Magazine Article


It Is Now Official: Digital Replacing Film

I could have used, instead, this headline for this column: "Two Events Confirm That Digital Has Taken Over the Imaging World as Prime Capturing Media: PMA Acknowledges the Shift To Digital; Lansky Hammers Final Nail Into the Coffin." But it was too long.

For some time, Tom Crawford, PMA’s corporate communications executive, has been sending out a monthly report called, "PMA Processing Survey." Page one of the report has always been a chart showing the status of the percentage change of rolls processed for the previous 12 months. I guess for too many consecutive months the black bar below the zero line has been getting longer and blacker and for the month of May (down 10.1%), the most recent, this page has been relegated to the third page of the report. It had been depressing for the industry to see these roll count neg numbers month after month.

Replacing it as the opening page one in the report is a chart entitled: "Change in Number of Prints Made from Digital-Still Camera Images." Each of the six bars were above the zero line as a sign that consumers were definitely finding ways to print their digital images either from home printers (up 33% for the 12-month period) to self-service kiosks (up 777%). Overall, digital printing is up 81% for the period, a positive trend destined to increase each month—even as roll counts go down. This report will no doubt remain page one of the package for a long time to come.

PTN’s own Minilab Maven at a Fujifilm Aladdin kiosk.
(photo by Joan Lansky)

The other signal of the film-to-digital switch came from me. I’ve had my Kodak DX4530 sitting in its EasyShare docking station for almost a year. The battery has been fully charged and ready to go all that time. All it needed was for me to take the plunge. After all, quitting film after all these many years—don’t let the picture of me on this page fool you—was a decision not unlike choosing my wife (Joan) or the color of my first Ford Fairlane (1955, black and green).

The crossover opportunity came when Joan and I took a paddlewheel cruise up the Columbia River Basin on a Lewis & Clark theme trip in June. Instead of buying a 12-pack of film, I "invested" in two SD cards, a 128 and a 256. My Kodak manual tells me that shooting at the "best" resolution I should get 259 images. I felt I owed it to my readers to make this switch from my generation to theirs. I had taken a few digital images before, so I knew the menu, etc., but I never before relied on digital for an entire vacation.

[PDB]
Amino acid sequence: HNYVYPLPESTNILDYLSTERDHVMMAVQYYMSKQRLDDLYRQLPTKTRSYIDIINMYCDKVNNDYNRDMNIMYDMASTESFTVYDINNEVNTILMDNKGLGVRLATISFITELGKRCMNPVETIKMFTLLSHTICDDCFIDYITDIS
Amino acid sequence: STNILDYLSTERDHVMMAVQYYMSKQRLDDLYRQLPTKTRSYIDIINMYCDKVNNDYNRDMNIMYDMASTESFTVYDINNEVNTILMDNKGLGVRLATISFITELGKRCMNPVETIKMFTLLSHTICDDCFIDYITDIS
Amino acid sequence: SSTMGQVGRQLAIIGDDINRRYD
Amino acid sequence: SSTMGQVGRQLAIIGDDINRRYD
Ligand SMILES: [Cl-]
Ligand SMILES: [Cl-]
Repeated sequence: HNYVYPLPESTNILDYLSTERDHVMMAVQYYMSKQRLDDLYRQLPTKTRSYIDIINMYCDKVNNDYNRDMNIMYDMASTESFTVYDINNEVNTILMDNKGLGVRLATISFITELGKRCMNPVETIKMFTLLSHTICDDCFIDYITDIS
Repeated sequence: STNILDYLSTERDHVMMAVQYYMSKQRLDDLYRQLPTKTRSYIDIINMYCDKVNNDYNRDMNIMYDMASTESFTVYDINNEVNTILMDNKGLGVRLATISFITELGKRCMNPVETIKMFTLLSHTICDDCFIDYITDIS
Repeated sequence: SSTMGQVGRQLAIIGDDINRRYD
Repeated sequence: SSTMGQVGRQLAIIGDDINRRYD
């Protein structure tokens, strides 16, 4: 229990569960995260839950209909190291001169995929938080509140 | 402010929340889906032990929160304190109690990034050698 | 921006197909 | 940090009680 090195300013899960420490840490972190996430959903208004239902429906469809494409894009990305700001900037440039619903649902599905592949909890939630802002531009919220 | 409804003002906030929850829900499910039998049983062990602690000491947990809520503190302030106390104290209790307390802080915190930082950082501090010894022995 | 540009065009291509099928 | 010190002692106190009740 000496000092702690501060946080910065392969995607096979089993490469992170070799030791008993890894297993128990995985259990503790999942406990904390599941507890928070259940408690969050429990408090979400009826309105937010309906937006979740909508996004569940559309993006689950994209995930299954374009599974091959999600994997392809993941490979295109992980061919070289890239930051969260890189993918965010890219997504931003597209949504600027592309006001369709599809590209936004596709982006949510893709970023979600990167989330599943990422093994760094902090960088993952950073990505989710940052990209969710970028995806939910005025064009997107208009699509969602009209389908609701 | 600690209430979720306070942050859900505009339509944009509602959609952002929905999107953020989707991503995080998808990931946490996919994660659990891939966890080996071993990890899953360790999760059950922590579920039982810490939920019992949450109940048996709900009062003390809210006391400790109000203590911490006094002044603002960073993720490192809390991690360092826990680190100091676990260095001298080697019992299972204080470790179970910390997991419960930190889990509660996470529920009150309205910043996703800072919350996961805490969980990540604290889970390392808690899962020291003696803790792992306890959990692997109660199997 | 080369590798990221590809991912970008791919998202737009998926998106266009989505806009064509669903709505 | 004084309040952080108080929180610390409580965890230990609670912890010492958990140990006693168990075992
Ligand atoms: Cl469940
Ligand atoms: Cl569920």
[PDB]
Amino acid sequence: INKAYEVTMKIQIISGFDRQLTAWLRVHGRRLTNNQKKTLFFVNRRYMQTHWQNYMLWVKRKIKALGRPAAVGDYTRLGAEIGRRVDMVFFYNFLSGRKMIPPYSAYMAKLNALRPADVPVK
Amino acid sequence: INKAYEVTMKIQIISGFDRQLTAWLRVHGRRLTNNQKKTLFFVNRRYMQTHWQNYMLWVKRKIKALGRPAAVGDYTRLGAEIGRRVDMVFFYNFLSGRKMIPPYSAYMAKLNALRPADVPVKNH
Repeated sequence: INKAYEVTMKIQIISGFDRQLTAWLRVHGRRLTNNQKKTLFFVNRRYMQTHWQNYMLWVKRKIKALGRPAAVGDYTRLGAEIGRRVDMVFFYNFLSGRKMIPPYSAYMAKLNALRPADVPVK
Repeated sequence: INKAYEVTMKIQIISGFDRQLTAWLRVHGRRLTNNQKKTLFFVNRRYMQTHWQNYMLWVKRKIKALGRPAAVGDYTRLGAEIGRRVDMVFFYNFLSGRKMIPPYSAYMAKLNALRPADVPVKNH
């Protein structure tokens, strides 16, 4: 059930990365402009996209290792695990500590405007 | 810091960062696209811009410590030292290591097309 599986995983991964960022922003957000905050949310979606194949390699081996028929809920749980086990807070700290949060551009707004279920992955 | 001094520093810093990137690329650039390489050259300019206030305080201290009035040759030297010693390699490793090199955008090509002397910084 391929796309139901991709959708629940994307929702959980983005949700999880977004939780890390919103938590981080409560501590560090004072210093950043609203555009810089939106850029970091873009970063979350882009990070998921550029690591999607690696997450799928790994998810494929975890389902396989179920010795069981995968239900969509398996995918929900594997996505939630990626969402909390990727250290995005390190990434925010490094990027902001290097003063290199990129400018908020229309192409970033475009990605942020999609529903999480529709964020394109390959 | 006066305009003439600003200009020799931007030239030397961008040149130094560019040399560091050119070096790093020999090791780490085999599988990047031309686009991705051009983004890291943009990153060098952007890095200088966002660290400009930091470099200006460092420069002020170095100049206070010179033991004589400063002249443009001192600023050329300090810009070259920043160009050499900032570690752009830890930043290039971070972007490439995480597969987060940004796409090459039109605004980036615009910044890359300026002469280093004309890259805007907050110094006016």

Despite my anxiety, capturing the images was a no-brainer: plan the scene on the display and push the button. No big deal.

At least taking the images was no big deal. The big deal took place when we came home and were ready to print the images. I wanted to use a kiosk that would feed directly to a photo minilab for quality, convenience and economy—not dye-sub. I really had no preference as to where this should be done since there were a number of sites in my neighborhood that had the kiosk-minilab setup.

As for the operation of a kiosk, I had been through enough hands-on demonstrations at manufacturers’ shows and I was confident. Once you’ve experienced one, you could do it all.

Wrong. We learned that pushing icons on a touch screen was only a small part of the experience.

Since we were shopping at a local Wal-Mart one day, we took the SDs with us and allowed what I thought would be enough time to go through the cards, make our choices, do whatever manipulation we wanted to them, hang out for an hour and pick up the prints.

About 3-1/2 hours and 90 prints later we were finished.

I was disappointed at the Wal-Mart experience. While it was fun for Joan and me as we zoomed, cropped, and colored our way through the SDs on the Aladdin, the overall experience was not as friendly as I would have hoped and took much longer than planned. It certainly wasn’t as easy as dropping a few rolls of film off on a counter.

I asked myself, "Was this a one-time occurrence or an everyday event for the kiosk user? Was the kiosk a customer-friendly device destined to draw people in to make their prints from digital media at retail or an annoyance that would eventually drive them to online or home printing?"

I decided I would take my SDs to other stores in the area and compare experiences. Over the next week I dropped in on three different supermarkets (Stop & Shop, ShopRite, Wegmans), three drug stores (Eckerd, CVS, Walgreen), one photo specialty chain (Ritz), two independent one-hour labs, and Kinkos. And the aforementioned Wal-Mart. All 11 locations were in my neighborhood.

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